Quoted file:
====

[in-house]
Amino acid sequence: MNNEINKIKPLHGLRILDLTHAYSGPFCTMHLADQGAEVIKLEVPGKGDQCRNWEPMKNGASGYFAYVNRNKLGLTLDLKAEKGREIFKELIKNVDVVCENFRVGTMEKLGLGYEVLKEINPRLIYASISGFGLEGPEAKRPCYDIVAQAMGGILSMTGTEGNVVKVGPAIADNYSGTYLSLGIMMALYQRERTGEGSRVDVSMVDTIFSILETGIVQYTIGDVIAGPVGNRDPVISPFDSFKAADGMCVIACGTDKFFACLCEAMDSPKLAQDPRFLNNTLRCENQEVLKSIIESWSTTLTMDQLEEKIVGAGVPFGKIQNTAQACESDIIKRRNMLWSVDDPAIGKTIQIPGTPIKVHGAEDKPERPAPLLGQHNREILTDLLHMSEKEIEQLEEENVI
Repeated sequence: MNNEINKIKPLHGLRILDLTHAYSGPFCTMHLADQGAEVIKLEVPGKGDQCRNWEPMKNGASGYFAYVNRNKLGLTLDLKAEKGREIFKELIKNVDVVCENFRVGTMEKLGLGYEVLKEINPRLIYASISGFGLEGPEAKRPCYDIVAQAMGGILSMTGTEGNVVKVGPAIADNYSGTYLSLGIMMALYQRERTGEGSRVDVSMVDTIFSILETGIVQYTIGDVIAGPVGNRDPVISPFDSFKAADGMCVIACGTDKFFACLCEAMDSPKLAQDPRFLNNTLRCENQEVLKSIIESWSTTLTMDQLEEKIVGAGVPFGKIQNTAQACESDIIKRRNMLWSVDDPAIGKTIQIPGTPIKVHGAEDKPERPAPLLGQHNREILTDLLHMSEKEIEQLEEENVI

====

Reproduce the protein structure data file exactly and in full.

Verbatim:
[in-house]
Amino acid sequence: MNNEINKIKPLHGLRILDLTHAYSGPFCTMHLADQGAEVIKLEVPGKGDQCRNWEPMKNGASGYFAYVNRNKLGLTLDLKAEKGREIFKELIKNVDVVCENFRVGTMEKLGLGYEVLKEINPRLIYASISGFGLEGPEAKRPCYDIVAQAMGGILSMTGTEGNVVKVGPAIADNYSGTYLSLGIMMALYQRERTGEGSRVDVSMVDTIFSILETGIVQYTIGDVIAGPVGNRDPVISPFDSFKAADGMCVIACGTDKFFACLCEAMDSPKLAQDPRFLNNTLRCENQEVLKSIIESWSTTLTMDQLEEKIVGAGVPFGKIQNTAQACESDIIKRRNMLWSVDDPAIGKTIQIPGTPIKVHGAEDKPERPAPLLGQHNREILTDLLHMSEKEIEQLEEENVI
Repeated sequence: MNNEINKIKPLHGLRILDLTHAYSGPFCTMHLADQGAEVIKLEVPGKGDQCRNWEPMKNGASGYFAYVNRNKLGLTLDLKAEKGREIFKELIKNVDVVCENFRVGTMEKLGLGYEVLKEINPRLIYASISGFGLEGPEAKRPCYDIVAQAMGGILSMTGTEGNVVKVGPAIADNYSGTYLSLGIMMALYQRERTGEGSRVDVSMVDTIFSILETGIVQYTIGDVIAGPVGNRDPVISPFDSFKAADGMCVIACGTDKFFACLCEAMDSPKLAQDPRFLNNTLRCENQEVLKSIIESWSTTLTMDQLEEKIVGAGVPFGKIQNTAQACESDIIKRRNMLWSVDDPAIGKTIQIPGTPIKVHGAEDKPERPAPLLGQHNREILTDLLHMSEKEIEQLEEENVI